Wednesday, December 3, 2008

TV and Web Harm Kids

I read this article on Reuters the other day: Lots of TV and Web harms kids' health.

Essentially, a bunch of credible institutions compiled data from studies going back to the 80s to the present, and tallied the information. The studies focused the health effects between children and technology/entertainment, specifically television, but also video games, films, music, computers, and internet use. The findings showed consistency that children who consume high amounts of media have poor health, "The studies offered strong evidence that children who get more media exposure are more likely to become obese, start smoking and begin earlier sexual activity than those who spend less time in front of a screen." Some people have drawn the conclusion that it isn't quality but quantity that is the issue. But, what really got me was the Reuters article constructed the issue like this, "Three quarters of them found that increased media viewing was associated with negative health outcomes." I mean, wow. Three quarters of studies say that our chosen field, effective communication and technological mediums cause NEGATIVE health incomes. Yikes! It really makes you wonder the consequences of the messages you're sending out there, as well as the consequences of the absence of the messages you're not sending out there.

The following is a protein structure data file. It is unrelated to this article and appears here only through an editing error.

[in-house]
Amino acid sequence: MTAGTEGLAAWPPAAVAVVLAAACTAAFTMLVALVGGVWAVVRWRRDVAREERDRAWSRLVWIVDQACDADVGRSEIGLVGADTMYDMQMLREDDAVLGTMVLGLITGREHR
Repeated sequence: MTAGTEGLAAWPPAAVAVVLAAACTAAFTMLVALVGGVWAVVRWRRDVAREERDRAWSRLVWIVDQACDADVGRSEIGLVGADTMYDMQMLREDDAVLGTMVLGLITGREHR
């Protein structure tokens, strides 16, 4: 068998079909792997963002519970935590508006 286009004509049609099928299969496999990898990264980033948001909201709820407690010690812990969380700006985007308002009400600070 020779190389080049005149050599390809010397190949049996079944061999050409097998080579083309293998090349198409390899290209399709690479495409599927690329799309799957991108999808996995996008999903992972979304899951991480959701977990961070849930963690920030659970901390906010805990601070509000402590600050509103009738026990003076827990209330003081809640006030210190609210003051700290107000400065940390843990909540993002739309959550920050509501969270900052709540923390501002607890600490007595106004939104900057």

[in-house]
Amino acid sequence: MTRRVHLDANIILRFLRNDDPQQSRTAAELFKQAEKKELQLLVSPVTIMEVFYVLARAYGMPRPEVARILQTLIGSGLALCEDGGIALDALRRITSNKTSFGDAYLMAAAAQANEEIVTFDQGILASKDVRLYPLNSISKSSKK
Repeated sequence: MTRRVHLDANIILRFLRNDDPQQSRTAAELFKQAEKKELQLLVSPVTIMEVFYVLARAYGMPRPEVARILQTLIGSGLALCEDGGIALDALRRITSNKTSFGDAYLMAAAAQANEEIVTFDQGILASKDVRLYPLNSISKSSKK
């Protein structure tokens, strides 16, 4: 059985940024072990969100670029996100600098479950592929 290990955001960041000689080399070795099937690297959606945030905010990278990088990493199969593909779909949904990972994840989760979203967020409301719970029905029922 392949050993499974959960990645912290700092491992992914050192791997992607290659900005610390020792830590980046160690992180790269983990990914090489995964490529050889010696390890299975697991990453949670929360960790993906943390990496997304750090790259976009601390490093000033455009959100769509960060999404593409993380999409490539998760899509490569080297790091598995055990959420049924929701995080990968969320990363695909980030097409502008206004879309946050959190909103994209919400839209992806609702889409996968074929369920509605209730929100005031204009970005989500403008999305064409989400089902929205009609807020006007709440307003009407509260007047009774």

Sam said...

Whoa. That is pretty scary!

Thursday said...

I don't think it's necessarily surprising information, though: if a kid is sitting in front of a TV or computer for any length of time, it seems like at the very least they'll have problems with obesity because they aren't moving around as much as kids out in the back yard.

But I would like to see data on what kids consuming less media were doing — it seems like that might be a significant factor.

h. van de mark said...

that would be interesting actually. reports always seem to focus on the overconsumption. it'd be interesting to know the kids who watch a half hour of tv what they're doing the rest of the time, playing outside, doing homework, religious studies, drama, building things, etc. that info could really be used to create campaigns to sway those kids who do over consume technology/media.